UPDATED 3/15/18 6:55 p.m. ET: H&M has dropped its lawsuit against REVOK. You can read the company's statement on the matter below via The Daily Beast.

"H&M respects the creativity and uniqueness of artists, no matter the medium. We should have acted differently in our approach to this matter. It was never our intention to set a precedent concerning public art or to influence the debate on the legality of street art. As a result, we are withdrawing the complaint filed in court. We are currently reaching out directly to the artist in question to come up with a solution."

See below for original story.

A legal dispute between artist Jason “REVOK” Williams and H&M has erupted over the retailer's use of his work in a recent campaign. As pointed out by HYPEBEAST, the campaign uses Williams’ graffiti as a backdrop for some photos in their “New Routine” sportswear advertising. The specific wall at the center of this dispute is located in Brooklyn at the William Sheridan Playground.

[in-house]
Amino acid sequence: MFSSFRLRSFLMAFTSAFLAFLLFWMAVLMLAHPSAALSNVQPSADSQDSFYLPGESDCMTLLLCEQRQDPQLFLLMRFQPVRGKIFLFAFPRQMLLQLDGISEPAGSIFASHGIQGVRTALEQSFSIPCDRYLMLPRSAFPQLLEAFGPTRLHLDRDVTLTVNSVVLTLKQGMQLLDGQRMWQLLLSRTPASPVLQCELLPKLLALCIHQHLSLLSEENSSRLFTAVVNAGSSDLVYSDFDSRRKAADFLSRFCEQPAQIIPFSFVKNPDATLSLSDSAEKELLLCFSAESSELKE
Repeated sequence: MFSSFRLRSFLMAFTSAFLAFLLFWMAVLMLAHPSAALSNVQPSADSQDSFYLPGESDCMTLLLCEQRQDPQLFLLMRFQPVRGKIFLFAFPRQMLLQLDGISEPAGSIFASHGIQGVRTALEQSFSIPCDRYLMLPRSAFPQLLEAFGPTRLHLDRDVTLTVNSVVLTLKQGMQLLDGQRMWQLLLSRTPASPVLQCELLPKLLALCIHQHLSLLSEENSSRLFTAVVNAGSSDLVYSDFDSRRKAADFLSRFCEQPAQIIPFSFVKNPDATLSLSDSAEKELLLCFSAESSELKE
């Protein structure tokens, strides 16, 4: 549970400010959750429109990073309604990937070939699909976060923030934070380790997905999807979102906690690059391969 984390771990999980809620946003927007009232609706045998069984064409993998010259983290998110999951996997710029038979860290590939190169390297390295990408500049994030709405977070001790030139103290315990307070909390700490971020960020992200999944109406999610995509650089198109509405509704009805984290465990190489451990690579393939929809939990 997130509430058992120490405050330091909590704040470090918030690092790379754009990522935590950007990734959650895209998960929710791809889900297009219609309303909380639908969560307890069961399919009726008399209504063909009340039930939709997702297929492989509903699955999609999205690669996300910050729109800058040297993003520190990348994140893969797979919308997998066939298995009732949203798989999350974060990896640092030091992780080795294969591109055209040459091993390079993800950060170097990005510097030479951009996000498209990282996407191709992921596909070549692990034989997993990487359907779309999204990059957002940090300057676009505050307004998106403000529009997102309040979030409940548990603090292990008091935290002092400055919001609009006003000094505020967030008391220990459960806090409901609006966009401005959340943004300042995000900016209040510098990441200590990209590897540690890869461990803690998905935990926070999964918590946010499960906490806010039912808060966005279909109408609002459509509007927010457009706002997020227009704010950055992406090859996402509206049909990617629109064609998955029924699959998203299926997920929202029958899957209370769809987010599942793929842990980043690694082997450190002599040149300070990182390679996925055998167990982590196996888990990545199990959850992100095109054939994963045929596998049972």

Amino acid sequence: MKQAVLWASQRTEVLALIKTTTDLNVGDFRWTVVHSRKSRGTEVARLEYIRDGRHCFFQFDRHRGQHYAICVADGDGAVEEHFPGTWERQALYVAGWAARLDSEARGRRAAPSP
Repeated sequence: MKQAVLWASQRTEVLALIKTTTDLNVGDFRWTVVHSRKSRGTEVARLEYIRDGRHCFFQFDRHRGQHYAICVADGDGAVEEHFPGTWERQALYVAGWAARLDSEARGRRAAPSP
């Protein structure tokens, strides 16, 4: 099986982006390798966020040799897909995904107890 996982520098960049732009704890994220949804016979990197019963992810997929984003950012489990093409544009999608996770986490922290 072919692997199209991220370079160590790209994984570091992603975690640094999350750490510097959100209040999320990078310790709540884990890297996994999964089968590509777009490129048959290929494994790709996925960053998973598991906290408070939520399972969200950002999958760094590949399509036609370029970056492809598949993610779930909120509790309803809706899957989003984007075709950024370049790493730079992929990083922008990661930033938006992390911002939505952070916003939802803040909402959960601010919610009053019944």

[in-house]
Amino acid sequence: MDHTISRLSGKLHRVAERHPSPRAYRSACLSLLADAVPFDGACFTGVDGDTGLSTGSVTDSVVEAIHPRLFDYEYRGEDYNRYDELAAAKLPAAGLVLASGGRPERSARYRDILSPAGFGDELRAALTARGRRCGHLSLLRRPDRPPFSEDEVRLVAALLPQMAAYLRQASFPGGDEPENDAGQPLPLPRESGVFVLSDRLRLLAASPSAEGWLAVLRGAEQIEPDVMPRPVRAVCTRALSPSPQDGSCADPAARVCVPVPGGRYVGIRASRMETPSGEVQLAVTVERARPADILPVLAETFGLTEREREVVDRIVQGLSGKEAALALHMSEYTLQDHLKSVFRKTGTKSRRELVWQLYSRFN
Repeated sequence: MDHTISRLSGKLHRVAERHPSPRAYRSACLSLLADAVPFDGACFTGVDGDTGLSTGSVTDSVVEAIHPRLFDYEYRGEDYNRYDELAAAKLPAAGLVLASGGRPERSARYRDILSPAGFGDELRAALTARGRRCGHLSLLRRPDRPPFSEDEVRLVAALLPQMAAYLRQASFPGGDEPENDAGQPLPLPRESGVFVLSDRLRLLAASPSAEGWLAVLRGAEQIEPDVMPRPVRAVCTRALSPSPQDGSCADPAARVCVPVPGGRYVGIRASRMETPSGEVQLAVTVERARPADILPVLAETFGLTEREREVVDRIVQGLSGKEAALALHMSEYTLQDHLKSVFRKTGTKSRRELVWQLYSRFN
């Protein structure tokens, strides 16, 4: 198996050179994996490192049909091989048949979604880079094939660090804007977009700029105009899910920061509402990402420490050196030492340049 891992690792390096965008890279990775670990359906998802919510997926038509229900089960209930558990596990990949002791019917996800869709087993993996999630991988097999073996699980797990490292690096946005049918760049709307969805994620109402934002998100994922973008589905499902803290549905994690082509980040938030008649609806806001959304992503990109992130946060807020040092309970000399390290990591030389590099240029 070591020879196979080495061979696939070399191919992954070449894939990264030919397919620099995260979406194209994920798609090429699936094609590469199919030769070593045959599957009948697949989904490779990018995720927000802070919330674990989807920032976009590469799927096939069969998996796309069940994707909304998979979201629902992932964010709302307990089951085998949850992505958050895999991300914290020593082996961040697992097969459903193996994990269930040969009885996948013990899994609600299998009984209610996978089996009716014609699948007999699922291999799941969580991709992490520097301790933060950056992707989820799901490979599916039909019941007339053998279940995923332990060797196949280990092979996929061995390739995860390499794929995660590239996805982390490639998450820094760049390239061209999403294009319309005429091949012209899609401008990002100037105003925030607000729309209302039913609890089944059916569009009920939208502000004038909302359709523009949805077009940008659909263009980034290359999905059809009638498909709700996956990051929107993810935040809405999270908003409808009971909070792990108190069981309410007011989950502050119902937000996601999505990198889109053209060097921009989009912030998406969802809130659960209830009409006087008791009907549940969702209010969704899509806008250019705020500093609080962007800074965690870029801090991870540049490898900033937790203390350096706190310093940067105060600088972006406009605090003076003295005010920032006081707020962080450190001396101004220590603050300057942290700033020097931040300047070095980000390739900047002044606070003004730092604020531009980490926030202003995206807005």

Williams’ lawyer sent H&M a cease and desist letter back in January stating that the “unauthorized use of his original artwork, and the manner in which it is using the work, is damaging and is likely to cause consumers familiar with his work to believe there is a relationship between the parties,” according to HYPEBEAST.

H&M responded to the letter earlier this week with a lawsuit. “Under the circumstances, in which your client’s claimed ‘art work’ is the product of criminal conduct, Mr. Williams has no copyright rights to assert,” the retailer wrote in a letter. “The entitlement to copyright protection is a privilege under federal law that does not extend to illegally created works.”

In response to H&M's decision, the famous pop artist Kaws called out the company on his Instagram story.

H&M hired an outside agency to produce the campaign, and that agency claims to have asked the New York City Department of Parks and Recreation whether or not they could shoot in front of the mural without permission from the artist. The NYCDP said “graffiti on the park handball wall was unauthorized and constituted vandalism and defacing of New York City property,” but that doesn’t necessarily mean that Williams' work, or other street art for that matter, isn’t copyright protected. Currently, a work is eligible for copyright if it is an “original work of authorship fixed in any tangible medium of expression,” as stated in 17 U.S.C. § 102(a).

This is H&M’s second controversial headline this year. In January, the retailer received major backlash after a photo of a black boy modeling a hoodie that read “coolest monkey in the jungle” went viral. In response to the adverse reactions to the racist image, the company has since hired a diversity leader to prevent a similar incident from happening in the future.